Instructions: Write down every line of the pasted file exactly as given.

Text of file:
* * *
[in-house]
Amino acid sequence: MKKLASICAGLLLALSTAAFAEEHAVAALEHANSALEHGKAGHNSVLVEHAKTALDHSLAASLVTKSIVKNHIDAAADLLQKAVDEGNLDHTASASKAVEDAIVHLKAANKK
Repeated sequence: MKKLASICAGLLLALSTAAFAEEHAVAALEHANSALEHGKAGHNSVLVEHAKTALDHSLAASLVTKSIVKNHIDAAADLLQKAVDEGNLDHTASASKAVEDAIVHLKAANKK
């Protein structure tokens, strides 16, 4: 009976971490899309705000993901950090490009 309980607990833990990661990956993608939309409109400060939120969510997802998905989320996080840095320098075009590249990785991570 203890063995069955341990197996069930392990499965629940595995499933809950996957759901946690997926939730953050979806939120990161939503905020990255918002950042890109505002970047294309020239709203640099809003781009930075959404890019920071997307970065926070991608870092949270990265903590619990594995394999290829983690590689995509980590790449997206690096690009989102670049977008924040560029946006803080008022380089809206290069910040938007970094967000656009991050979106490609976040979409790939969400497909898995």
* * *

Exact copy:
[in-house]
Amino acid sequence: MKKLASICAGLLLALSTAAFAEEHAVAALEHANSALEHGKAGHNSVLVEHAKTALDHSLAASLVTKSIVKNHIDAAADLLQKAVDEGNLDHTASASKAVEDAIVHLKAANKK
Repeated sequence: MKKLASICAGLLLALSTAAFAEEHAVAALEHANSALEHGKAGHNSVLVEHAKTALDHSLAASLVTKSIVKNHIDAAADLLQKAVDEGNLDHTASASKAVEDAIVHLKAANKK
């Protein structure tokens, strides 16, 4: 009976971490899309705000993901950090490009 309980607990833990990661990956993608939309409109400060939120969510997802998905989320996080840095320098075009590249990785991570 203890063995069955341990197996069930392990499965629940595995499933809950996957759901946690997926939730953050979806939120990161939503905020990255918002950042890109505002970047294309020239709203640099809003781009930075959404890019920071997307970065926070991608870092949270990265903590619990594995394999290829983690590689995509980590790449997206690096690009989102670049977008924040560029946006803080008022380089809206290069910040938007970094967000656009991050979106490609976040979409790939969400497909898995």